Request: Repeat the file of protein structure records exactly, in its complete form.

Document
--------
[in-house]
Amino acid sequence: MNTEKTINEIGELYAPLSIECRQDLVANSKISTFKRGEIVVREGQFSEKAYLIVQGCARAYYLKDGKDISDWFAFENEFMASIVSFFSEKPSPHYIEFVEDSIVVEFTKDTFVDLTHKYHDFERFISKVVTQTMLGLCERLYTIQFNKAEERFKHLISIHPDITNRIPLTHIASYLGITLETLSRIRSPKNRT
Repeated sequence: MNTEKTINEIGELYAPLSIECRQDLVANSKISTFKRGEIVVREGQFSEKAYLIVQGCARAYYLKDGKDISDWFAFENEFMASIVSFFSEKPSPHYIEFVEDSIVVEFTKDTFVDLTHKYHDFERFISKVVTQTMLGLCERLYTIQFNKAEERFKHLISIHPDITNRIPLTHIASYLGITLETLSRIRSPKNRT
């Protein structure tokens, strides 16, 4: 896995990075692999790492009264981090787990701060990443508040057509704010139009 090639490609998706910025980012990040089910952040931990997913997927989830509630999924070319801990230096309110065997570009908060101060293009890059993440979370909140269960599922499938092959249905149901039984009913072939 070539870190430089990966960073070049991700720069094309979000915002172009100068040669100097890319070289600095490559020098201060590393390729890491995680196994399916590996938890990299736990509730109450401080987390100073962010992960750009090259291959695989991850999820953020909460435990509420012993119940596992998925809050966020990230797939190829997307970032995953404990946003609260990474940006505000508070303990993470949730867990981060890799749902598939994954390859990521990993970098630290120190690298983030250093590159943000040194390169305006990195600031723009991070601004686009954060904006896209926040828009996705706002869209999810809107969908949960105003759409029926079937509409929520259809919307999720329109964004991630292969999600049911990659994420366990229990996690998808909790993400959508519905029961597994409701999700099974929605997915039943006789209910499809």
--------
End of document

[in-house]
Amino acid sequence: MNTEKTINEIGELYAPLSIECRQDLVANSKISTFKRGEIVVREGQFSEKAYLIVQGCARAYYLKDGKDISDWFAFENEFMASIVSFFSEKPSPHYIEFVEDSIVVEFTKDTFVDLTHKYHDFERFISKVVTQTMLGLCERLYTIQFNKAEERFKHLISIHPDITNRIPLTHIASYLGITLETLSRIRSPKNRT
Repeated sequence: MNTEKTINEIGELYAPLSIECRQDLVANSKISTFKRGEIVVREGQFSEKAYLIVQGCARAYYLKDGKDISDWFAFENEFMASIVSFFSEKPSPHYIEFVEDSIVVEFTKDTFVDLTHKYHDFERFISKVVTQTMLGLCERLYTIQFNKAEERFKHLISIHPDITNRIPLTHIASYLGITLETLSRIRSPKNRT
């Protein structure tokens, strides 16, 4: 896995990075692999790492009264981090787990701060990443508040057509704010139009 090639490609998706910025980012990040089910952040931990997913997927989830509630999924070319801990230096309110065997570009908060101060293009890059993440979370909140269960599922499938092959249905149901039984009913072939 070539870190430089990966960073070049991700720069094309979000915002172009100068040669100097890319070289600095490559020098201060590393390729890491995680196994399916590996938890990299736990509730109450401080987390100073962010992960750009090259291959695989991850999820953020909460435990509420012993119940596992998925809050966020990230797939190829997307970032995953404990946003609260990474940006505000508070303990993470949730867990981060890799749902598939994954390859990521990993970098630290120190690298983030250093590159943000040194390169305006990195600031723009991070601004686009954060904006896209926040828009996705706002869209999810809107969908949960105003759409029926079937509409929520259809919307999720329109964004991630292969999600049911990659994420366990229990996690998808909790993400959508519905029961597994409701999700099974929605997915039943006789209910499809």